A Sino-U.S. joint research project has enhanced the vision of mice by using nanotechnology to make them see infrared light and visible light, which could lead to applications for humans to have infrared vision in the future.
The research was led by Xue Tian and Bao Jin of the University of Science and Technology of China and Han Gang of the University of Massachusetts Medical School.
The results were published in the international science journal of Cell.
According to Jin, humans and other mammals are limited to seeing a visible light range, but infrared radiation with wavelengths shorter or longer than the range of visible light cannot be perceived by human eyes.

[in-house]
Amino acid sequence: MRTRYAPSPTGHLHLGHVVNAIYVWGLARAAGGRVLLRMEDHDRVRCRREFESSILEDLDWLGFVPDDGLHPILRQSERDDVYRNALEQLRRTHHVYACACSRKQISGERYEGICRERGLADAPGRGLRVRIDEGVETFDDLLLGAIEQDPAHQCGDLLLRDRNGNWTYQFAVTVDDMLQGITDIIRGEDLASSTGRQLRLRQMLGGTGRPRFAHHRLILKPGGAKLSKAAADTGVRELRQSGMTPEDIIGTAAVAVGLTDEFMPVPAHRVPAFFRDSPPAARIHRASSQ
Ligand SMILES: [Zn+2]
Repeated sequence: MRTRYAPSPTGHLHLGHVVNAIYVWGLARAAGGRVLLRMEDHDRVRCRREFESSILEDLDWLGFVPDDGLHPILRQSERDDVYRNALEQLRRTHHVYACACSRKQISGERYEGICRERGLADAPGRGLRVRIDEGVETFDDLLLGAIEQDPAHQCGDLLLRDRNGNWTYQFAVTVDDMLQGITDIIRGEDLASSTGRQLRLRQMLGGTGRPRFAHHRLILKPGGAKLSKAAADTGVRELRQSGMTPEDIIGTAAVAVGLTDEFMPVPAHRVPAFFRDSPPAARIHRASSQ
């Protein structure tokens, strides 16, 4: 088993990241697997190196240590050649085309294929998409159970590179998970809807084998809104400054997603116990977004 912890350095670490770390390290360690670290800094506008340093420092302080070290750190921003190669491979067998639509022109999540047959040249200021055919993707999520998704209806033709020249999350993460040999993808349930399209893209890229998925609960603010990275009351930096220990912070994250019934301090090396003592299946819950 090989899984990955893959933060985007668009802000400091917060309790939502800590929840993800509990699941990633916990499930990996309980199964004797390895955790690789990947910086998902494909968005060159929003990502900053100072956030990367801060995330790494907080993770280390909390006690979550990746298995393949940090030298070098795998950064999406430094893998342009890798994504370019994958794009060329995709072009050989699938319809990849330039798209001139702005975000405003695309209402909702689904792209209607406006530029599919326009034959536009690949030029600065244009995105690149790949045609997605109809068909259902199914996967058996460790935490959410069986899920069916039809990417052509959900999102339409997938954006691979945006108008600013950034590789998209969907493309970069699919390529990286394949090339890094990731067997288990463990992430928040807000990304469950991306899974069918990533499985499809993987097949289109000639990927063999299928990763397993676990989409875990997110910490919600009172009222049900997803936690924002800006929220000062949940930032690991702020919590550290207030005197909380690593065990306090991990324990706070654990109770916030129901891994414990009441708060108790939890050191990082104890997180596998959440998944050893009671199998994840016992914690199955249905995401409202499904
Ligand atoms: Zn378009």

The scientists injected nanoparticles into mice’s eyes, giving them infrared vision for up to 10 weeks, as the nanoparticles can absorb infrared light and convert it into green coloured visible light.
Jin said the researchers believe they can fine tune the bio-integrated technology so that it suits human eyes, and the injection process has little side effects.
The technology can not only generate super vision but also provide a therapeutic solution in human red colour vision deficits.
Currently, infrared technology relies on detectors and cameras with outside power sources to obtain infrared images, as people, animals and objects emit infrared light as they give off heat.
The new nanotechnology has potential application in a number of fields including security and military operations, according to the scientists.